You mentioned somebody asked you if you sparkled or not. How does Aidan walk around in the daylight?

Well, it’s uncomfortable, but it doesn’t necessarily harm him. The way that we play it out is, and I think I actually talked to Sally about this in, I think, Episode 3, but the vampire is just like every living thing on this planet have evolved that early on they may have been Nosferatu or one of those early on visions of the horrible pharaoh vampire, and as they’ve gone on they’ve adapted. So, yes, they can actually walk around, but they don’t necessarily like it, which is why you see our vampires wear sunglasses a lot in the daytime. It isn’t that we’re trying to look like we’re in the Matrix, we actually need them.

You have your band, Crashtones, are we going to get to hear them on Being Human at any point?

What’s funny is I haven’t pushed that at all. I don’t know, I mean my - I would love to. I’d love to hear it. My music is weird. My music, I mean, some of it is little bit excessful, but a lot of it is very strange and doesn’t conform too much to what people are doing out there. I guess I always doubted whether it would have any play, so now - I’ll talk to Adam Kane about that and I’ll start pushing it. I’ll start pressuring them. I mean, there’s some other stuff that I’m working on now, some of the music that I’m working on now could definitely fit in there. But, yes. Thank you for asking me and thanks for planting that idea in my mind.

Could you talk about how you got the role on Being Human?

Well, to talk about how I got the role is to have to face how feeble minded I can be at times. Basically, I get this script, right, and well ten scripts, I mean Episodes 1 and 2 they presented both of those. And I flipped through the first three pages and I see that I’m playing a vampire and I go, “Eh, I don’t want to. I don’t want to.” And not necessarily because I have anything against vampires, but I also don’t necessarily have a particular love for the vampire thing, and more than anything, there’s just so much of it, you know? It’s absolutely everywhere. And I thought, “Well, I don’t want to do it. Do we need another vampire show? I don’t want to do that.” That was the end of it.

I contacted my agent and said, “Yes, I’m not going to go to that audition.” And then, a friend of mine, (Laura Terry) who is like - may as well be part of my management team, she’s helped me out so much in my career. She’s a good friend of mind and she just happens to know everything about what’s happening in the business everywhere. She just is a - I don’t know, a network of information finds its way through here. She’s like a database.

She contacts me just on a whim. She goes, “I had a bad feeling today. Did you turn down the Being Human audition?” And I’m like, “Yes.” And she’s like, “Okay, you read the script, right?” And I’m like, “Oh, I mean, yes. I mean, I read three pages.” And she got very, very angry at me and she goes, “All right, do me a damned favor, would you - how about this, I have an idea. Why don’t you do your job and read the script. Be an actor for a change and do what actors are supposed to do and actually make an informed decision.”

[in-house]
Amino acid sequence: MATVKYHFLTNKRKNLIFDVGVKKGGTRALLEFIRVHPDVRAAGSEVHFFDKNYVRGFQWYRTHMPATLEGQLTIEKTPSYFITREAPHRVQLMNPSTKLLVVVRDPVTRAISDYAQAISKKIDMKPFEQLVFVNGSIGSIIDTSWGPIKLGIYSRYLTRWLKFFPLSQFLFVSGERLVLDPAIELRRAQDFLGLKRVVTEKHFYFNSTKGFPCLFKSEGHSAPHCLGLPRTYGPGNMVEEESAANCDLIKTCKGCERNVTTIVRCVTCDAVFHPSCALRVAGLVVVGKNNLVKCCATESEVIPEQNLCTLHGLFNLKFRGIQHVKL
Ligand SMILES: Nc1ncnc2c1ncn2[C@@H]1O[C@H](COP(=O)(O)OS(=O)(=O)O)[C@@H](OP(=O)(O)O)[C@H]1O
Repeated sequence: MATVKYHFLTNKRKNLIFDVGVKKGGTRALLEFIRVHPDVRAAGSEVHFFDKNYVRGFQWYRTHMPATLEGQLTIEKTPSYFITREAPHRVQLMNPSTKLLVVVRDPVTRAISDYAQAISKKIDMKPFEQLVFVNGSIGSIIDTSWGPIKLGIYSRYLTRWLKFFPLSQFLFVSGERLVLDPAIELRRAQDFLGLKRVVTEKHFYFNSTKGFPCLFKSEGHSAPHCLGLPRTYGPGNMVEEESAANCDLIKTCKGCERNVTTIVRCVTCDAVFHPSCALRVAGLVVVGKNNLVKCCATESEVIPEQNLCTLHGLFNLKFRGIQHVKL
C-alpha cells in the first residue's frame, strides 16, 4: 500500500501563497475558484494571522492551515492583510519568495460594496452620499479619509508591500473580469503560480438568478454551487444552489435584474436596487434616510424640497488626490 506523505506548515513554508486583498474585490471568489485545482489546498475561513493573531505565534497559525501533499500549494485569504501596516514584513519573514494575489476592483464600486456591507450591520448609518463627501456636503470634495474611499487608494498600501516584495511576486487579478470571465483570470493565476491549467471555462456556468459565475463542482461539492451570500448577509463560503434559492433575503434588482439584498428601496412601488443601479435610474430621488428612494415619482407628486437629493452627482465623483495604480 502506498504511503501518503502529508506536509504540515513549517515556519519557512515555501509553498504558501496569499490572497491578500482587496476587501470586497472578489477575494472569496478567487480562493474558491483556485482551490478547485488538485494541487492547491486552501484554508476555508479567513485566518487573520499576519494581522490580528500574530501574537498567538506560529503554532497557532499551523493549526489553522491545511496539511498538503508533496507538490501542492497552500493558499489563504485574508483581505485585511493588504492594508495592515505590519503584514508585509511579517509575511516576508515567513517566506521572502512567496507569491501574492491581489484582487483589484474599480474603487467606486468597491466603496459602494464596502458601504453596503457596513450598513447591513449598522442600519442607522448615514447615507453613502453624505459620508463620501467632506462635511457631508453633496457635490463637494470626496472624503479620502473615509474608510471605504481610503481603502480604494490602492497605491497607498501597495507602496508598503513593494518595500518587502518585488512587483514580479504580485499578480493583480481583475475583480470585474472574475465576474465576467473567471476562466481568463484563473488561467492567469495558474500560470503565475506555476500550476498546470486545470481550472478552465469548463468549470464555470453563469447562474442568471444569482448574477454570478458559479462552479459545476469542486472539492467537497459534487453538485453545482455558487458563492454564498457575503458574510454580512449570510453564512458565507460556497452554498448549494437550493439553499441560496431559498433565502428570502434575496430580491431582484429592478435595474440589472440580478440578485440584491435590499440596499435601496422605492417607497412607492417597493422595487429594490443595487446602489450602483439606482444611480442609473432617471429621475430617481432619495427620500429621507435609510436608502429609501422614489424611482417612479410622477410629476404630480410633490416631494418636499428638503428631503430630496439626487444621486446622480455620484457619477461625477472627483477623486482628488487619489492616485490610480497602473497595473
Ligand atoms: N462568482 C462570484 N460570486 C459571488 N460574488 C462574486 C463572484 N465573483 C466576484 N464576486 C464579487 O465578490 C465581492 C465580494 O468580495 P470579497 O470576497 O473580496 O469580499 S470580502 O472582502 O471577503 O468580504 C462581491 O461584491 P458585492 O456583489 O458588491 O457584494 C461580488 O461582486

So, she shames me, right, and then I sit down and I start reading the script. And then I became even more ashamed because I’m reading this amazing script, which I just at first glance, because I’m going through Page 3 and I’m like, “Yes, see I don’t want to do it.” And I’m around Page 10 and I’m like, “Yes, he’s still a vampire. I really don’t want to do it.” And then, around Page 15 I’m like, “But, what’s going to happen?”

I just became very invested in these characters and in Aidan in particular, and the way I felt about it is I’m like I find Aidan easily the most interesting, okay, I’m biased of course, but I mean found him to be the most interesting to me personally. And then I read the second script and it was consistently excellent, and I just fell in love with the project. And then, she hits me with Episode 1 of the British series and I watched that and I’m like, “Okay, I’m an idiot. I’m a real idiot.”

So, hat in hand called up my agent and said, “Hey, I said I wasn’t going to go to that, I’m definitely going to that. I’m absolutely - I’m in fact already there.” Just like the kids lined up for Star Wars Episode 1 outside of the audition place, so I was really just excited to audition. And then after that, I went in and read for them and, so there’s this long audition process, but it started with just one audition.

After that, because anytime someone puts like a contract in front of you that could last several years you get a little bit nervous, and so I wanted to know like what is this - how do you guys see this show? So, we all got together, me, the director, and the producers, we sat down, we had a meeting and just talked for an hour about what we saw this show. Like how we saw this show, how we saw it shot, what it was shot on, how the sound design worked, and how are the characterizations, and how you see the humorous fitting in against the drama, and all this stuff.

We had a huge discussion, because I feel like as wonderful as those scripts are they’d be very easy to mess up, and you could really get them wrong. And they really talked a good game, and then fast forward a few months and actually when I started seeing the episodes they actually had the talent to pull it off. So, I was - I’m kind of in awe of our production team. I think Adam Kane and Jeremy Carver and Anna Fricke are geniuses, especially with how - I mean as you see in the later episodes, and you haven’t - we haven’t gotten there yet, but the show gets a lot darker than where we start; a lot darker. And the people were saying about Episode 4 like, “Oh, the show’s starting to get really dark.” I’d be like, “No, no, it hasn’t yet, not at all. You guys have no idea.”

And the thing that I just keep being - that I’m impressed with consistently is how they can put humor in against how dark the show gets, and to not undercut the drama with the humor. So anyway, that was a long answer to your question.